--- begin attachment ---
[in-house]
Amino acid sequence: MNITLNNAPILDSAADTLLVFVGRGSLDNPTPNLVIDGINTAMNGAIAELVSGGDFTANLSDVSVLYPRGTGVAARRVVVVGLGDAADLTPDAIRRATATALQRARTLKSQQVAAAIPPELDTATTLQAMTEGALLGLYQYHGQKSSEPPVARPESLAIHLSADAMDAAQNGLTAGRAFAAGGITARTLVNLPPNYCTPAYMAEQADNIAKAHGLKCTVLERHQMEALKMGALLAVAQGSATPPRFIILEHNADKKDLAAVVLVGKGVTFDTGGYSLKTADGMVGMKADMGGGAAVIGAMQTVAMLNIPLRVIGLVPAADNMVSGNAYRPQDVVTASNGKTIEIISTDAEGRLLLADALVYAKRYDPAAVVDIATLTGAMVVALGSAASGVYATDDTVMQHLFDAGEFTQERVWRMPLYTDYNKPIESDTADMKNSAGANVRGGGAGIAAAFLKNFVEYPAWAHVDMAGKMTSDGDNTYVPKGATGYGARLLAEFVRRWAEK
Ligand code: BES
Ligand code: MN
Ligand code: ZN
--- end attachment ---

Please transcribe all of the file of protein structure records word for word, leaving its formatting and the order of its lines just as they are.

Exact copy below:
[in-house]
Amino acid sequence: MNITLNNAPILDSAADTLLVFVGRGSLDNPTPNLVIDGINTAMNGAIAELVSGGDFTANLSDVSVLYPRGTGVAARRVVVVGLGDAADLTPDAIRRATATALQRARTLKSQQVAAAIPPELDTATTLQAMTEGALLGLYQYHGQKSSEPPVARPESLAIHLSADAMDAAQNGLTAGRAFAAGGITARTLVNLPPNYCTPAYMAEQADNIAKAHGLKCTVLERHQMEALKMGALLAVAQGSATPPRFIILEHNADKKDLAAVVLVGKGVTFDTGGYSLKTADGMVGMKADMGGGAAVIGAMQTVAMLNIPLRVIGLVPAADNMVSGNAYRPQDVVTASNGKTIEIISTDAEGRLLLADALVYAKRYDPAAVVDIATLTGAMVVALGSAASGVYATDDTVMQHLFDAGEFTQERVWRMPLYTDYNKPIESDTADMKNSAGANVRGGGAGIAAAFLKNFVEYPAWAHVDMAGKMTSDGDNTYVPKGATGYGARLLAEFVRRWAEK
Ligand code: BES
Ligand code: MN
Ligand code: ZN